Wine is always a good gift idea, but you need to know a few things about your intended recipient before purchase. Wrap it in pretty paper, or put it in a gift basket with other wine-associated items, such as cheese, crackers, and chocolate. You can find a wine to suit both your pocketbook and your intended recipient, and this, as Martha would say, is a good thing.
There is nothing more decadent than enjoying a glass of wine, paired perfectly with a scrumptious meal. Wine has an indescribable way of extricating the most subtle flavors from the cuisine you’re enjoying and from the spirits themselves. Traditionally, white wine is served chilled, whereas red wine is presented at room temperature. Red wines don’t typically fall under the umbrella of refreshing, chilled beverages. But did you know that some reds actually benefit from being chilled? Some reds, such as Pinot Noir, Boujulais, and some Zinfandel’s taste wonderful and more robust when sipped chilled.
Years ago, wine cellars and natural room temperature is what determined the febricity of wine. White wines were served at cellar temperature, or perhaps chilled in an ice bucket just prior to drinking. Reds were served as is, without tampering with their temperature. However, today castles and wine cellars are few are far between. Consequently, white are served at refrigeration climate, which is generally in the 40s. On average, a centrally heated apartment or home is likely to be in the mid-70s range, so most red wines end up being too warm and white are too cool.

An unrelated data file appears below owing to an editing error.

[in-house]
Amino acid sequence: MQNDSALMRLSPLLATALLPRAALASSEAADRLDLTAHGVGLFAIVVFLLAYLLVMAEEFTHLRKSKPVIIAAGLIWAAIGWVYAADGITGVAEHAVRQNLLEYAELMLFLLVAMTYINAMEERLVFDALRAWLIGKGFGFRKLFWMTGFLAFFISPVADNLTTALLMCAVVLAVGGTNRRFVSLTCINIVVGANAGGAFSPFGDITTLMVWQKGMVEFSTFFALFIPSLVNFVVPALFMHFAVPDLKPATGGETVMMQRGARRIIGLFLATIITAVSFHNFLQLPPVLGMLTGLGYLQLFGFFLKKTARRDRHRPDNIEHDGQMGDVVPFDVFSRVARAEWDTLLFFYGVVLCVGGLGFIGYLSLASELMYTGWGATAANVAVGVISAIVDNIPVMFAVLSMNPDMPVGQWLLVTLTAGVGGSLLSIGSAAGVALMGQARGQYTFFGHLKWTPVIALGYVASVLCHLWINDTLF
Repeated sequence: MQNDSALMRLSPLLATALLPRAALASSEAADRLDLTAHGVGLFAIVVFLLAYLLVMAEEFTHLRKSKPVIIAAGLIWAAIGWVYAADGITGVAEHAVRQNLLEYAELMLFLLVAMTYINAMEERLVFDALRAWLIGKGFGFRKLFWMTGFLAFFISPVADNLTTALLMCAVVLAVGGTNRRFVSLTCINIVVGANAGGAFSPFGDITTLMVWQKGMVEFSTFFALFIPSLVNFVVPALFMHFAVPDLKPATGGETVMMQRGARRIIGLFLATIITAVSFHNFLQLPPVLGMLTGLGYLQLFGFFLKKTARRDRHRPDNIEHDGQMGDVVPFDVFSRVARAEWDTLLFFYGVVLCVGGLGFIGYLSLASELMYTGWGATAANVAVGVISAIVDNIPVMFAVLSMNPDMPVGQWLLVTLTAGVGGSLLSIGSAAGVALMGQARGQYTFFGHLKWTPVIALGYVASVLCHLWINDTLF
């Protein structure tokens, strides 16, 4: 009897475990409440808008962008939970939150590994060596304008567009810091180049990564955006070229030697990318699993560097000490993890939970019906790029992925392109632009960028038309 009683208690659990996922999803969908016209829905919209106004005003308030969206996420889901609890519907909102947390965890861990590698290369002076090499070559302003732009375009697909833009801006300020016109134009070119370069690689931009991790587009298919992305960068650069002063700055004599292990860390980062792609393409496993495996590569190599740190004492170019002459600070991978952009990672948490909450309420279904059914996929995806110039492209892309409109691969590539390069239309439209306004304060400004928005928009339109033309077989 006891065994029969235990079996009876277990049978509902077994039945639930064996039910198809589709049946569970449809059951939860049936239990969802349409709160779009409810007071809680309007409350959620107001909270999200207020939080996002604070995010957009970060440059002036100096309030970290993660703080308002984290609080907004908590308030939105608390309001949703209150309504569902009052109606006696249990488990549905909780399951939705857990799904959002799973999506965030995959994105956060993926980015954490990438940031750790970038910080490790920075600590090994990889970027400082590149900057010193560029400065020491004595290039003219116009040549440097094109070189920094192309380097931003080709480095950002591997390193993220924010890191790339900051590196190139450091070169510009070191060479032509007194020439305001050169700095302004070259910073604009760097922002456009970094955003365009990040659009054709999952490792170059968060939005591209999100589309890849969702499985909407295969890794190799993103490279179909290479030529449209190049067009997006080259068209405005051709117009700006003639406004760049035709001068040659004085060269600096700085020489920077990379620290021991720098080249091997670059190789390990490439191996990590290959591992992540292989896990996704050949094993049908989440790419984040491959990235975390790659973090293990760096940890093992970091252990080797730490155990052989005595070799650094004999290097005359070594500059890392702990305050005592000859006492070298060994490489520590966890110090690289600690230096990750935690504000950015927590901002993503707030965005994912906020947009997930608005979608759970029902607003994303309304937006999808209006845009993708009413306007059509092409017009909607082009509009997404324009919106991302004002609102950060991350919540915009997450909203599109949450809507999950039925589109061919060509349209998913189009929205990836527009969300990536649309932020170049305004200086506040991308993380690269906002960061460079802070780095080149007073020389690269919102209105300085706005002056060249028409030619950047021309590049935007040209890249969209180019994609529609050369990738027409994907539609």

Why not enjoy both reds and whites chilled? Chilling both wines can bring out luxurious flavors and enhance your wine drinking experience. But careful, you don’t want to get them too cold, or it can kill the flavor. Follow these steps for chilling your wines for the ultimate in wine satisfaction!
Full-bodies reds like Cabernet Sauvignon, Merlot, Shiraz and Bordeaux exhibit their flavors well between 60° and 65 °, however, if you serve it a bit colder, the acidic and tannic flavors surface even more, releasing all kinds of hidden flavors. Store your red wine at room temperature, but simply lay it in the fridge for 15 minutes before serving to enhance the flavors. More tannic reds like Shiraz and Cabernet Sauvignon should be a bit warmer, but with Pinot Noir and Merlot, go ahead and chill them down an extra 15° to 20°. Don’t fret if the wine gets chillier than you intended because it will warm slightly as you hold it in your hand. If you’re serving chilled red wine at a party or dinner, just lay it on top of an ice bucket in between drinking, but not plunged into the ice. This will keep it relatively cold, without dropping its temperature too far.
White wines are a smorgasbord of flavors when they are served chilled. They pair harmoniously with lighter fare, such as chicken, turkey and fish. The best way to chill white wine is to fill a bucket ¾ full of ice mixed with water. Simply bury the bottle into the ice, base first, and let it sit for 20 minutes. Whites can also be chilled in the refrigerator but it will take a solid three hours to get cool enough. Never put a bottle of wine into the freezer thinking that you’ll speed up the chilling process. The freezer will alter the flavor of the wine, essentially ruining it. Place the bottle back into the ice bucket in between serving to maintain its temperature.
Whether you’re in the mood for light and fruity white, or robust and bold red, you can enjoy the opulence and richness of either wine, chilled to perfection! View our info-graphic on chilling both red & white wines and visit us as www.vintagecellars.com, contact us or call 800-876-8789 for personal service.